1. Generally, under a divorce decree providing for child support, payments must be continued by the father even though the child was not living in the household of the mother where the child has not reached its majority, become self-supporting, marries or dies, which would cause the payments to cease. See Taylor v. Taylor, 216 Ga. 767, 769 (2) (119 SE2d 571); May v. May, 229 Ga. 832 (195 SE2d 7); Thomas v. Thomas, 236 Ga. 311 (223 SE2d 691); Arnold v. Arnold, 236 Ga. 594, 595 (225 SE2d 30). Hence, a father is not entitled to credit toward support payments required for minor children if he makes additional voluntary payments for their support and maintenance. Wills v. Glunts, 222 Ga. 647, 649 (151 SE2d 760).
2. However, our Supreme Court has held that there are exceptions to this rule as to payments of support to others in that a father may be given credit as equity would so dictate under the particular circumstances involved, that is, provided such allowance did not do an injustice to the mother where the mother has consented to the father's voluntary expenditures as an alternative to his child support obligation or where he has been in substantial compliance with the spirit and intent of the support decree. See Daniel v. Daniel, 239 Ga. 466, 468 (238 SE2d 108); Farmer v. Farmer, 147 Ga. App. 387, 391 (249 SE2d 106).
3. Counsel for the parties and the trial court seemingly have attempted to simplify the issue here and to obtain a determination by appellate review that an order to pay child support would cease with a change of custody decree even though that order did not specifically state the prior order of support terminated. This question alone does not authorize the dismissal of the traverse here. In accordance with Code Ann. 46-403, supra, the amount claimed due was disputed as shown by the testimony of payment to the plaintiff of various payments, the reduction of support by the marriage of the older child, and payment to others for the support of the minor children. Accordingly, the judgment is reversed for further inquiry into the circumstances as to whether or not any amount is owed on the judgment in favor of the plaintiff. It appears that payments are not due by reason of the marriage of the older child. Payments to the plaintiff mother have not been shown to be insufficient. Payment by the father to others for child support and maintenance in accordance with the various Supreme Court decisions are also involved with reference to whether or not it would be inequitable to require the defendant to pay again for maintenance and support of the children if the mother has implicitly consented to such payments.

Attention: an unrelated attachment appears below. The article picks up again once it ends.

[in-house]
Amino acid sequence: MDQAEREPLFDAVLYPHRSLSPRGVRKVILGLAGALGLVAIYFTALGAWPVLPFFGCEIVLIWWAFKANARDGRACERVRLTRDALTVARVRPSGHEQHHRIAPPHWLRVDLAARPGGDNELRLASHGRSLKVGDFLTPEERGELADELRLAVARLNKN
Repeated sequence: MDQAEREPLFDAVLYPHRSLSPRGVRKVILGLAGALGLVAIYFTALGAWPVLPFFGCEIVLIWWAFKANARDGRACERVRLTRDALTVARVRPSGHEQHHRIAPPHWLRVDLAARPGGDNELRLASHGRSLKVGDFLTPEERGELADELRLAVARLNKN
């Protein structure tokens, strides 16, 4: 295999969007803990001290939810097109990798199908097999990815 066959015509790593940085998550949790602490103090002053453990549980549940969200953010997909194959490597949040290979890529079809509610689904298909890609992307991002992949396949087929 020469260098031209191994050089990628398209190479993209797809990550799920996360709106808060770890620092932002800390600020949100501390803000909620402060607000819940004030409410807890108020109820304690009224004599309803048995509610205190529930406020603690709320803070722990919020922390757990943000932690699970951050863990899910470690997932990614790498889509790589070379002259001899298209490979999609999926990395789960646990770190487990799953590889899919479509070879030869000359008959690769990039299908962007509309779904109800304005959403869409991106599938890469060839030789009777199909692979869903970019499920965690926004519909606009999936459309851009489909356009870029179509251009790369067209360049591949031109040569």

4. The constitutional questions raised for the first time on appeal cannot be considered with reference to the result of Orr v. Orr, ---- U. S. ---- (99 SC 1102, 59 LE2d 306) (1979). See Edwards v. City of Albany, 136 Ga. App. 488, 489 (1) (221 SE2d 681) and cases cited.
5. The above rulings render it unnecessary for this court to consider each and every enumeration of error inasmuch as the amount of the child support due has not been determined. The amount of the judgment past due has not been decided inasmuch as the defendant has denied any amount as being due under the circumstances.
Sam Johnson, for appellees.
King & Dotson, Larry King, for appellant.
ARGUED MAY 3, 1979 -- DECIDED JULY 6, 1979.
Friday May 22 02:09 EDT